With the standardization of vaccines, the first national vaccination programs began at the end of the 19th century. It started with vaccinations against smallpox , which u. a. in England (1867) and in the German Empire (1874) were introduced by law as mandatory vaccinations. While the compulsory vaccination in England was relaxed again in 1898 and 1907, it was adhered to in the German Empire. However, contamination in the early vaccines also led to accidents such as the Lübeck vaccination accident in 1930, in which 77 children died as a result of a contaminated vaccine, which sparked a discussion about state vaccination programs in the German public and among health experts. The Calmette process following this case marks the beginning of modern medical law in Germany .

Since the middle of the 20th century, numerous other vaccines against infectious diseases have been systematically developed, for example by Jonas Salk and Albert Sabin against polio and a vaccine against yellow fever by Max Theiler . During the Cold War, there was in part a “race for better immunization” between the two blocs. Above all, the GDR tried in propaganda campaigns to point out the superiority of the East German health care system and to blame the West for “picking the vaccine”. Global vaccination programs have been launched since 1967 under the auspices of the World Health Organization ( WHO ). Some examples are given in the following sections.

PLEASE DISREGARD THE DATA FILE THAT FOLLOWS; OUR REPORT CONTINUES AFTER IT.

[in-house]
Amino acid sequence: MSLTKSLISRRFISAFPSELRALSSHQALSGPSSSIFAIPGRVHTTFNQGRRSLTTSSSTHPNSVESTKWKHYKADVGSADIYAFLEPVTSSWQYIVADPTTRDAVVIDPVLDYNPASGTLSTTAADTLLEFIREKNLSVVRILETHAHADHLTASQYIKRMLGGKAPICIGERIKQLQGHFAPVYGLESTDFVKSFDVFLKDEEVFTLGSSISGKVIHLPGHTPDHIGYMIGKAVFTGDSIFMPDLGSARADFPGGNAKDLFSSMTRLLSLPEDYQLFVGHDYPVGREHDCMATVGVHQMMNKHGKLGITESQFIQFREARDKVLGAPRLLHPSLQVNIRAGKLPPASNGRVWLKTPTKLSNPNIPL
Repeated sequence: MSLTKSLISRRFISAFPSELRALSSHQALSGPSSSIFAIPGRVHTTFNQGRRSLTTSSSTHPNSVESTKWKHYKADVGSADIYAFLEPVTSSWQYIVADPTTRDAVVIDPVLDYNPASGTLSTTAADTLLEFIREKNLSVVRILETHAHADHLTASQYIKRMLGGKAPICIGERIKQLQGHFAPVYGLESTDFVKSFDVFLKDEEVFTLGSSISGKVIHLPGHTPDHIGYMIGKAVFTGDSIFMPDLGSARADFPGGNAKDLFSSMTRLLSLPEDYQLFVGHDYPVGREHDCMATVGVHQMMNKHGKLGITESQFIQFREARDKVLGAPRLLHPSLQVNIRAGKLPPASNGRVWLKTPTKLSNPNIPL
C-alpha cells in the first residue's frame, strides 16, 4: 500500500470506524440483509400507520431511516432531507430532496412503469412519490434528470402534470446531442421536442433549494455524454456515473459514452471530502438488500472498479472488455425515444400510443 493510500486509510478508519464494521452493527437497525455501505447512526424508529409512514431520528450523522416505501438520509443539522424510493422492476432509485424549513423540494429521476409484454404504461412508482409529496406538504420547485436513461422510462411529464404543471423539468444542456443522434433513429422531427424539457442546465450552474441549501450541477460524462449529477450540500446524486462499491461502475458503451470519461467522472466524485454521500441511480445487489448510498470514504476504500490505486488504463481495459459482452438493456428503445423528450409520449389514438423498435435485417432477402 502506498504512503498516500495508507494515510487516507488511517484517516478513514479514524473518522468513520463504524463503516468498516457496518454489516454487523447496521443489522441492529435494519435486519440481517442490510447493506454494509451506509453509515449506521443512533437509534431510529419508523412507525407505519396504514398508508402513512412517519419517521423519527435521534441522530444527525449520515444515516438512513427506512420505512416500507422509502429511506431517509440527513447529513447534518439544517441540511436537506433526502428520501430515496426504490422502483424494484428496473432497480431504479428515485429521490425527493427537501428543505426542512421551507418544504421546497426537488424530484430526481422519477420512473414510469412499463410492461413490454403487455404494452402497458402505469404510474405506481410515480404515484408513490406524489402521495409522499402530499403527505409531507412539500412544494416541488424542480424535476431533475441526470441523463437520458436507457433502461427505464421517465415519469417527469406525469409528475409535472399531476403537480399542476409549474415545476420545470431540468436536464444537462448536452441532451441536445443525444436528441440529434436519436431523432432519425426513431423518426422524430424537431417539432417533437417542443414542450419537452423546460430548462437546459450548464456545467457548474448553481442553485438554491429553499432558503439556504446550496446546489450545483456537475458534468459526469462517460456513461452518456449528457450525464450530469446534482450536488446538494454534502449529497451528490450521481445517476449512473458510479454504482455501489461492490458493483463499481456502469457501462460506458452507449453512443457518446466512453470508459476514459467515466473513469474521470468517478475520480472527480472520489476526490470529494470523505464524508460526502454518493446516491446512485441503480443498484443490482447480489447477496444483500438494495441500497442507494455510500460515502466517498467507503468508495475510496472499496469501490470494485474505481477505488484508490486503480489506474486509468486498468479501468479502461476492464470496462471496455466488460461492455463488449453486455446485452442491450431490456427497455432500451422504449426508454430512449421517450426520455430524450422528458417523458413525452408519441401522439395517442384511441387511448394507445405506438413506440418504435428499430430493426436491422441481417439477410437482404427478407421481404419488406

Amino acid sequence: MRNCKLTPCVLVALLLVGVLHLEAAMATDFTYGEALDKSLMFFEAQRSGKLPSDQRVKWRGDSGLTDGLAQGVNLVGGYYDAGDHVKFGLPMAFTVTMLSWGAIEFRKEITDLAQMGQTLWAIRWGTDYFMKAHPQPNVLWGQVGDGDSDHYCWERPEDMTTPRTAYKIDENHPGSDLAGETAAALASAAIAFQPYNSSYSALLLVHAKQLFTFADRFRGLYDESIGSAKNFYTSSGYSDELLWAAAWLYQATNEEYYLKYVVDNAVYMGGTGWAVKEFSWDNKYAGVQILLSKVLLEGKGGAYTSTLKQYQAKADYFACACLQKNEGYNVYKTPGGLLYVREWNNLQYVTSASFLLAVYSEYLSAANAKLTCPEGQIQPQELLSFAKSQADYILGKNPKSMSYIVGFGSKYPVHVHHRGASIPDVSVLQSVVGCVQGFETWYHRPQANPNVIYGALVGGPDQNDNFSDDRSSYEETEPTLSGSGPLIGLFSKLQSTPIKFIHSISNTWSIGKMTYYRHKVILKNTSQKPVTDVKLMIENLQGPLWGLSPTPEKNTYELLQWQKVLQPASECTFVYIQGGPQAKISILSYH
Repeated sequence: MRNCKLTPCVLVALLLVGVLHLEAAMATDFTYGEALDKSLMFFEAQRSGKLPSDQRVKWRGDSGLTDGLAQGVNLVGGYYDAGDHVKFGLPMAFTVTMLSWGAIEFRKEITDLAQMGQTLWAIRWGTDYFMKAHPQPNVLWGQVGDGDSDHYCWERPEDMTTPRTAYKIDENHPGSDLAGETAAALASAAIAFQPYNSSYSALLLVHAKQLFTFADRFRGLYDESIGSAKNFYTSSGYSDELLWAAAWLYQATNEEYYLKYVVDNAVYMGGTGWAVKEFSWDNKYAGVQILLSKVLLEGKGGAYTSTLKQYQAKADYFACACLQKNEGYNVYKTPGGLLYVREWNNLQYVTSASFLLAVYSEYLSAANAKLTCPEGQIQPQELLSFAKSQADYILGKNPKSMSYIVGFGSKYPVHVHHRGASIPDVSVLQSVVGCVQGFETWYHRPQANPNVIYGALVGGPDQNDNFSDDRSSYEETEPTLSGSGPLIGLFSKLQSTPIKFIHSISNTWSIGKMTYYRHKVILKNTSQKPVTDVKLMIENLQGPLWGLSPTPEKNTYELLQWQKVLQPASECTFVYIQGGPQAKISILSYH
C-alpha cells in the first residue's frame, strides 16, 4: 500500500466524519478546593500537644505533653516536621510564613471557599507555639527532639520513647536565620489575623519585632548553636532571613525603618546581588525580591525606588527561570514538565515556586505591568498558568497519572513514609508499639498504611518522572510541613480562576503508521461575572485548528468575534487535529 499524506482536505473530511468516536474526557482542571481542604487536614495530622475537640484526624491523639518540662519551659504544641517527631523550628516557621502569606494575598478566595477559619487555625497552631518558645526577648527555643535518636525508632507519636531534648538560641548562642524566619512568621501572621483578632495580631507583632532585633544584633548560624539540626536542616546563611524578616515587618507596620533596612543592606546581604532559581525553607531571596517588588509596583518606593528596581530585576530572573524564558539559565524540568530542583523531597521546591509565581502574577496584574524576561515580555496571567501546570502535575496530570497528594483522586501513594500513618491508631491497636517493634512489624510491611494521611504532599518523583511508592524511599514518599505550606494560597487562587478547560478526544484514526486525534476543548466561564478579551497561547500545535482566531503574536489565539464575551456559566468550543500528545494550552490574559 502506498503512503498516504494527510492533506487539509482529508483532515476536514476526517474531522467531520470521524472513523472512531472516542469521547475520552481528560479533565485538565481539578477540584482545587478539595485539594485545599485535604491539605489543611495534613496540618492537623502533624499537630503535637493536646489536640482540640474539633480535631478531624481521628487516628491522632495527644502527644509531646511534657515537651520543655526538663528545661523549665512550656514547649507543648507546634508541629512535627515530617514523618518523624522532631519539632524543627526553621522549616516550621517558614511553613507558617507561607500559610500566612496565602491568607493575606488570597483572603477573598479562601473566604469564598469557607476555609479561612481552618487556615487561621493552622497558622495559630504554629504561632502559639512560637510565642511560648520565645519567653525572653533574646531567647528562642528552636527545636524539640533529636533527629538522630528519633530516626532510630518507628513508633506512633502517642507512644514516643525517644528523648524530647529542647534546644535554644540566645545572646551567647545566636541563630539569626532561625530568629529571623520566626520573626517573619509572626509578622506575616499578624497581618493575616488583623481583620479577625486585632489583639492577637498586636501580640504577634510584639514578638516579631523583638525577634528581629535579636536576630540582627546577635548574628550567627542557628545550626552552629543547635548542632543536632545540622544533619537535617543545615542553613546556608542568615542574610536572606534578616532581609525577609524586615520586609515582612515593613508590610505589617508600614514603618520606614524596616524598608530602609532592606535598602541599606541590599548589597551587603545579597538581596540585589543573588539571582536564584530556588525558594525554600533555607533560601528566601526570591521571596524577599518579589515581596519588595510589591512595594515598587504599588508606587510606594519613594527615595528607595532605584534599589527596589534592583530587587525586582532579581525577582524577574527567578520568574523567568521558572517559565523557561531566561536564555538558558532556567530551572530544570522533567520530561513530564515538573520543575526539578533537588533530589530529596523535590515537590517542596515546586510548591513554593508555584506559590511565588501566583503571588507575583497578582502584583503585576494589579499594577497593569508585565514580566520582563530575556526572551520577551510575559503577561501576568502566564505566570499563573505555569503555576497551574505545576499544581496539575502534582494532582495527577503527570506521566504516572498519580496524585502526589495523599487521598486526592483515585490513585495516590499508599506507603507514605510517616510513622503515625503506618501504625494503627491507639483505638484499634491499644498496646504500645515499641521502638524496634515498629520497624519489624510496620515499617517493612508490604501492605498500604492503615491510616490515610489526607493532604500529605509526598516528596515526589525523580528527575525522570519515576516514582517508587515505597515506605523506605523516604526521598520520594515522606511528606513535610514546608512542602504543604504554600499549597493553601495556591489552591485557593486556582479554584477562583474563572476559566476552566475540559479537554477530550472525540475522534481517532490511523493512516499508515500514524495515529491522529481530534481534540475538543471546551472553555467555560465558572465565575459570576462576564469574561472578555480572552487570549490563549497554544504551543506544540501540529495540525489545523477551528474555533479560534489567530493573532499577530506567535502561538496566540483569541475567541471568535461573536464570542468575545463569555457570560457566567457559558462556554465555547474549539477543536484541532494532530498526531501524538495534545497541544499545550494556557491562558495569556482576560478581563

Chronology of the development and introduction of vaccines

Infectious disease trigger vaccine introduction Remarks
smallpox Variola virus Smallpox vaccine 1796 first large-scale experiment as early as 1714 in Constantinople (via variolation ). Used in international vaccination campaigns from 1798.
rabies Rabies virus Rabies vaccine 1885
typhus Salmonella Typhi bacteria Typhoid vaccine 1896
cholera Vibrio cholerae bacteria Cholera vaccine 1896
pest Yersinia pestis Plague vaccine 1897
diphtheria Corynebacterium diphtheriae bacteria Diphtheria vaccine 1923 passive immunization from 1890 with the diphtheria antitoxin
whooping cough Bordetella pertussis bacteria Pertussis vaccine 1926
tuberculosis Mycobacteria species Tuberculosis vaccine 1927 Successful vaccination with BCG uncertain, no longer recommended since 1998
tetanus Clostridium tetani bacteria Tetanus vaccine 1927
flu Influenza virus Influenza vaccine 1936
Yellow fever Yellow fever virus Yellow fever vaccine 1937